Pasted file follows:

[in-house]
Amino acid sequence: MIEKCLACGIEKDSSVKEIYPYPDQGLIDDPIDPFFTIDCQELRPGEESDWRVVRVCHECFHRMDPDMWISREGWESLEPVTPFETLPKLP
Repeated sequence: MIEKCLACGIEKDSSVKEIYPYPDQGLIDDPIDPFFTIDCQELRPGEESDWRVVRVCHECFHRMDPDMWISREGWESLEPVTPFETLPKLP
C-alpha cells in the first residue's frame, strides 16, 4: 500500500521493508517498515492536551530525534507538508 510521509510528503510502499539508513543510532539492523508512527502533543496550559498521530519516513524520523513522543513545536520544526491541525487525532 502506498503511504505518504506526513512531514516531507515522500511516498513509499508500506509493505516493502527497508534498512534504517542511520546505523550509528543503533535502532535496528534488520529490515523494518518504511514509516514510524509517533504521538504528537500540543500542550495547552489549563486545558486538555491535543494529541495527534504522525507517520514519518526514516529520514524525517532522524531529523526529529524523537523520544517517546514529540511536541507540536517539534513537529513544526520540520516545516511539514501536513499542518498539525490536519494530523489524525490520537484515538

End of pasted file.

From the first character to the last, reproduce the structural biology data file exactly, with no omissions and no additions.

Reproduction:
[in-house]
Amino acid sequence: MIEKCLACGIEKDSSVKEIYPYPDQGLIDDPIDPFFTIDCQELRPGEESDWRVVRVCHECFHRMDPDMWISREGWESLEPVTPFETLPKLP
Repeated sequence: MIEKCLACGIEKDSSVKEIYPYPDQGLIDDPIDPFFTIDCQELRPGEESDWRVVRVCHECFHRMDPDMWISREGWESLEPVTPFETLPKLP
C-alpha cells in the first residue's frame, strides 16, 4: 500500500521493508517498515492536551530525534507538508 510521509510528503510502499539508513543510532539492523508512527502533543496550559498521530519516513524520523513522543513545536520544526491541525487525532 502506498503511504505518504506526513512531514516531507515522500511516498513509499508500506509493505516493502527497508534498512534504517542511520546505523550509528543503533535502532535496528534488520529490515523494518518504511514509516514510524509517533504521538504528537500540543500542550495547552489549563486545558486538555491535543494529541495527534504522525507517520514519518526514516529520514524525517532522524531529523526529529524523537523520544517517546514529540511536541507540536517539534513537529513544526520540520516545516511539514501536513499542518498539525490536519494530523489524525490520537484515538